Setting the new LIBOR rate

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Storm clouds are seen above the Canary Wharf financial district in London. Photo – Greg Bos/Reuters

Ever since the LIBOR manipulation scandal came to the foray, there were two main concerns that were raised which had to be considered in the aftermath. The first one was how deep rooted the scandal was and how much it damaged the system retrospectively. The benefits and profits enjoyed by the traders and their respective punishments had to be ascertained. The second one was about market sustainability and how the system would work in the future.

London Interbank Offered Rate (LIBOR) is one of the key fundamentals upon which the world of finance is created. LIBOR is used for indexing from simple borrowing and lending to creation of more complex derivative and financial products. Now that the rate was going to be put under scrutiny, its legitimacy came under fire. The long run credibility of the rate was to be vetted and an alternative must to be decided upon.

One of the first solutions is to set guidelines so that any future manipulation can be avoided. UK Chancellor of Exchequer, George Osborne, has proposed the use of actual trade rates based on the actual market data rather than what the banks quote or report. The Financial Services Authority (FSA) has already proposed amendments to the legislation that is under debate in the Parliament. There is a sense of urgency when it comes to creation of a new system for LIBOR as the world of finance is hinged on the rate. The fallout of the scandal has already seen Barclays being fined $455 million for fixing the rate and in addition, Royal Bank of Scotland, UBS and Deutsche Bank are being investigated as well.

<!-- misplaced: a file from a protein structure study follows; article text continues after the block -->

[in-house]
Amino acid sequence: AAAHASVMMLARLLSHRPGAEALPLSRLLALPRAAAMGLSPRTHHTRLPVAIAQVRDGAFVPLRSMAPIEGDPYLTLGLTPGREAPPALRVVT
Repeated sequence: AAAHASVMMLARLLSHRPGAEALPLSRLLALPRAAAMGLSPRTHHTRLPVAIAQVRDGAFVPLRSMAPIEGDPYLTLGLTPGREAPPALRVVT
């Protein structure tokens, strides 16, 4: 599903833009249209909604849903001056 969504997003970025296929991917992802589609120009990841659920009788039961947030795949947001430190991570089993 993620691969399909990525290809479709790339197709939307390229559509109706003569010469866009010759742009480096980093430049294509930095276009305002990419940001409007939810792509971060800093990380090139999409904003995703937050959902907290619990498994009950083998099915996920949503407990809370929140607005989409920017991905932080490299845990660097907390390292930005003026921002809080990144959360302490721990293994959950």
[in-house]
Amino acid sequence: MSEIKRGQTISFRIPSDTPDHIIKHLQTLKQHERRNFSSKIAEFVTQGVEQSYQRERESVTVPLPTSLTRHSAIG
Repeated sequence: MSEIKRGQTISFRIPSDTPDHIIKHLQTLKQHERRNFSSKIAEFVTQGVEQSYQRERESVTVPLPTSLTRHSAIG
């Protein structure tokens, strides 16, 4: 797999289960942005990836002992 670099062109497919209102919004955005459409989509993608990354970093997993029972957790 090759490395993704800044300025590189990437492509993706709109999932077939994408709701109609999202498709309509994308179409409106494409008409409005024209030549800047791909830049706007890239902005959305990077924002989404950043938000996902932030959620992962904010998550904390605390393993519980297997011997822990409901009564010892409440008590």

The challenge now for regulators is to first find a new rate which cannot be manipulated easily and is based on more credible information. The second challenge is to make the transformation to the new rate as smooth as possible as many of the contracts that are being traded in the markets are already indexed on the old LIBOR mechanism and any change might give arbitrage opportunities which should be avoided.

The need of the hour is to establish a new structure from scratch which defines new governance rules and also gives clear cut punishments to the participants to deter them. The carrot and stick approach will not only highlight the outlines of the system and what is expected of the actors involved. It also gives the basic punishments for when the actor tries to break the rules of the system for his own advantage.

London has long been considered the financial capital of the world where much of Europe and US comes to trade. With FTSE being one of the key stock exchanges in the world, London has always been seen as a financial hub and centre of most of the financial activity of the world. This scandal, however, will put that claim in danger. The fact that LIBOR, which is set in London, was used to manipulate by the British banks, coupled with financial taxes that have been in the wings for the London market and the HSBC money laundering scandal, it is going to be a dark cloud that will hover over the financial skies for a while. There are talks of a benchmark based crude oil which will take away the monopoly that London has enjoyed over financial transactions.

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